After the last free-for-all, we take a moment to choose four readers for the next week. And, because life happens, we also choose two to four "back-up" readers, who will read if one of the original readers can't make it. These backup readers automatically become the next session's designated readers, should they not be called on to read. We do provide an exception for new members: new group members are given priority to read at the next session, and if there are too many back-up readers, one will volunteer to be bumped down to back-up reader again.

The group's full of awesome people, so there's always been a volunteer willing to step down and wait.

Keeping everyone focused is hard work, and our group leaders do a truly awesome job of getting us back on task. It does help that after the meetings, anyone who wants to chew the fat heads down to a local restaurant for evening snacks and late-night gab. So there's a place to chat and follow up.

 Having a successful critique group, be it four friends who send reviews over e-mail or twenty-five who sit down together in person, is one of the greatest boons a writer can have. What I've learned from this group is the value of structure: have a plan and stick to it, and you'll accomplish what you planned.

Does it work? Well, quite a few of our writers entered this group having never published anything, or thought of writing as more than a hobby, and ended up with short stories in pro-rate magazines, and others are published novelists or on the track to being so. So ask them.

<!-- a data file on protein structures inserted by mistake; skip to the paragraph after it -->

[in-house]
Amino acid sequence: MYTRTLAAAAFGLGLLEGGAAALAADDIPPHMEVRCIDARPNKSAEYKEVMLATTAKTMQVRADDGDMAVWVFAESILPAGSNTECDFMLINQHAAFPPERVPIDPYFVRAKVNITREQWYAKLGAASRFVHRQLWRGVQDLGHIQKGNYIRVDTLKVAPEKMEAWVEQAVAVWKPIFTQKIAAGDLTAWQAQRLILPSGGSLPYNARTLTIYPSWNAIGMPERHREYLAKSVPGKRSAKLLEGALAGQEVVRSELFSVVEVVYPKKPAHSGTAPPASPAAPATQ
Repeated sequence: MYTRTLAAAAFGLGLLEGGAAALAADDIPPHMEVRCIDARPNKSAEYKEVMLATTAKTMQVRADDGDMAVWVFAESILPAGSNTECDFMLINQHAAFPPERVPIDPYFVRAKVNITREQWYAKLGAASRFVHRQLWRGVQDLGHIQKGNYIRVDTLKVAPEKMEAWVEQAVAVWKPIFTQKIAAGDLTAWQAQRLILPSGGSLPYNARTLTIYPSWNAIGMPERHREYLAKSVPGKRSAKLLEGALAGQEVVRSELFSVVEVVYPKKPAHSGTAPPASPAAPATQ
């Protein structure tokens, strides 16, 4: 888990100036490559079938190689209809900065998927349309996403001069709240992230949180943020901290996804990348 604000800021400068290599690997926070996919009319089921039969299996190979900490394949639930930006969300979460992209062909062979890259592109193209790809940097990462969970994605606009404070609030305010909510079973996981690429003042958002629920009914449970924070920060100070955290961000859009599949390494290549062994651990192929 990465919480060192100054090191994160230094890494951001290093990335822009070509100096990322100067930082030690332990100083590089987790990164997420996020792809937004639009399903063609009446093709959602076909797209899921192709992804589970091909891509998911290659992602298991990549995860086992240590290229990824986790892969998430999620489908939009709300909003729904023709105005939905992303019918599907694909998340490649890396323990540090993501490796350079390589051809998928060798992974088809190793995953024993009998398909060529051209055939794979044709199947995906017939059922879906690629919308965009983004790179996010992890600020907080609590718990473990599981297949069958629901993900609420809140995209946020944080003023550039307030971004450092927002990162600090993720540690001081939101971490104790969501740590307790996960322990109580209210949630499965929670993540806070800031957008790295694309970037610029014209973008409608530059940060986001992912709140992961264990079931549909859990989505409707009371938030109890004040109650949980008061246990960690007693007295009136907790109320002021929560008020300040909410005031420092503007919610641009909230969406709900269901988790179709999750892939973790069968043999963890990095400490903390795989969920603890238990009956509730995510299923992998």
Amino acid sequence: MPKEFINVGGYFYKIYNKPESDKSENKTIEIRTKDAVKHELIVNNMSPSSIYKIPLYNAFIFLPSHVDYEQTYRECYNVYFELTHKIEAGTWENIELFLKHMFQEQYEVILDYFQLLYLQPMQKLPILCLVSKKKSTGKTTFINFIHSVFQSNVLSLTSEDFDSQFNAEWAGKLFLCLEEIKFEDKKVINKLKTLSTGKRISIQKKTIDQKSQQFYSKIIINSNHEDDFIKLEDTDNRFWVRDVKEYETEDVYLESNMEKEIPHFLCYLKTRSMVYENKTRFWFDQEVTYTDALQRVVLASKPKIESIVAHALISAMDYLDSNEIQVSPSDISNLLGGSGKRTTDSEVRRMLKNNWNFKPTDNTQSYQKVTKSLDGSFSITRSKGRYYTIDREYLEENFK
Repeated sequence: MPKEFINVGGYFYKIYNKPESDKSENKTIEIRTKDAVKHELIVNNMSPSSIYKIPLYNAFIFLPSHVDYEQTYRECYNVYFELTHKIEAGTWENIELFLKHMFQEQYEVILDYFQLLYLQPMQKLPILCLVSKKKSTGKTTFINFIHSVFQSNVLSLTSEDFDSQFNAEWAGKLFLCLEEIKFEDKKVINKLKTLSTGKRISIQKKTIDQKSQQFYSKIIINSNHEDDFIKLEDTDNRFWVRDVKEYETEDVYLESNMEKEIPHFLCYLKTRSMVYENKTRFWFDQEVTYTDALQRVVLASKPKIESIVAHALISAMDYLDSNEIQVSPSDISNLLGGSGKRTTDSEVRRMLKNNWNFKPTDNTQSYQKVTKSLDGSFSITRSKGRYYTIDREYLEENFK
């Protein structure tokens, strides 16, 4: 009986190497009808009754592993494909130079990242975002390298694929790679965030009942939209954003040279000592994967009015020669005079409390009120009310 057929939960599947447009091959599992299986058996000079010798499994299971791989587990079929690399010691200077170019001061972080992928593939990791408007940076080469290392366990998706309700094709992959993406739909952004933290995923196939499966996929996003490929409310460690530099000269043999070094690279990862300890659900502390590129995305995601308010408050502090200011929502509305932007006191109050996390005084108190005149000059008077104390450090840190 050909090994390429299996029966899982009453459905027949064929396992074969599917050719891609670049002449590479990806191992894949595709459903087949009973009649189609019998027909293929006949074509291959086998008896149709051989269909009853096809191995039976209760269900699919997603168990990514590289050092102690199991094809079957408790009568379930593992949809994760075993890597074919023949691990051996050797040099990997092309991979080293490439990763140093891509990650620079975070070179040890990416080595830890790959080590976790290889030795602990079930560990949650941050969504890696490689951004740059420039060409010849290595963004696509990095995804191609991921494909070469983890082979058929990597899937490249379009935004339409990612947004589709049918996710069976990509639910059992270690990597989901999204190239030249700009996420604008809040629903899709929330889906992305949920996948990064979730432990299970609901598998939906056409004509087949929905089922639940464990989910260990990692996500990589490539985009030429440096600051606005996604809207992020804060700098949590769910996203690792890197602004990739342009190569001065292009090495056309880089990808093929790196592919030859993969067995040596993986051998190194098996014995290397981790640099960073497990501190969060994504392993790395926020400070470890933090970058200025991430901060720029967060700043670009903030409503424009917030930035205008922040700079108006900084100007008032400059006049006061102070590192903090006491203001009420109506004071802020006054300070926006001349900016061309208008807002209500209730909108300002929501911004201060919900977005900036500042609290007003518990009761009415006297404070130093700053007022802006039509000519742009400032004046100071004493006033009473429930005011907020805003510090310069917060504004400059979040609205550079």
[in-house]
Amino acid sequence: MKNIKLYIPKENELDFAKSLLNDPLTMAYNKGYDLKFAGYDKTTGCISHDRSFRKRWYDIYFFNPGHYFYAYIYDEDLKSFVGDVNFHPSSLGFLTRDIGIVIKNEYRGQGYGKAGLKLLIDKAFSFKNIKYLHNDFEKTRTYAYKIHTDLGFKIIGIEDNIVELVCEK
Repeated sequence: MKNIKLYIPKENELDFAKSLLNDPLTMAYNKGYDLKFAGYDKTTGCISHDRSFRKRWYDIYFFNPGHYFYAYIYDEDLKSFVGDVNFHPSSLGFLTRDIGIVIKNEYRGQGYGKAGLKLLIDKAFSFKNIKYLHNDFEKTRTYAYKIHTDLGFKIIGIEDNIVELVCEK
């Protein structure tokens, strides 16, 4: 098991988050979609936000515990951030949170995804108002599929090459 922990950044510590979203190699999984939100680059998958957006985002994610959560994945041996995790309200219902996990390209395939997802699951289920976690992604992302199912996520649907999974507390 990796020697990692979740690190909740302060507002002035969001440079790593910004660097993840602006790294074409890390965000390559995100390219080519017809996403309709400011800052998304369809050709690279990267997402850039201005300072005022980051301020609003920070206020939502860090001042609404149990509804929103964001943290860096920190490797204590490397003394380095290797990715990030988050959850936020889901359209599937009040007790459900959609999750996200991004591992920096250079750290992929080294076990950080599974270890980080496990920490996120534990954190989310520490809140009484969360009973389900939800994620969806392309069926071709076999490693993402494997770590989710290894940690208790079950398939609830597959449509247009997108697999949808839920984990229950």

How big is your critique group? What kind of procedure do you follow to make sure you accomplish everything you plan?


  1. My lab group does critiques, both of our own work (grant proposals, thesis proposals, abstracts for conferences, papers for submission...) and recently published interesting or headdesk-worthy papers. We don't have a structured system like your writer's group because we have less to submit each meeting. Once a week, someone or multiple someones submit items ahead of time (so everyone has a chance to read it beforehand) and we spend an hour or two going over them at the local bar.
    It mostly works really well. Sometimes it's a busy time of year and not everyone has the chance to read through and critique, but we still get feedback from at least one person. It helps a ton both for making a specific piece better and for our writing in general. We also learn to analyze methodology and conclusions better so it's easier to pick out holes in arguments or new questions to explore.
    The size of the group varies from year to year based on how many vert paleo students there currently are here. At its biggest, there were ten. Right now there are seven, though one guy doesn't always make it.

    1. So you guys pair up if there's too much for everyone to share? It sounds like you've got a good group. That would be really helpful for refining your scientific writing, especially being able to occasionally analyze the work of people no one in the group knows (and thus not have to worry about being tactful).

    2. No pairing up; it's really just whoever has time to read submissions any given week gives critiques while everyone else listens. But yeah... it's amazing how much of a difference there is between the writing quality of grad students who have regular critique sessions and those who don't (and have been in school the same amount of time).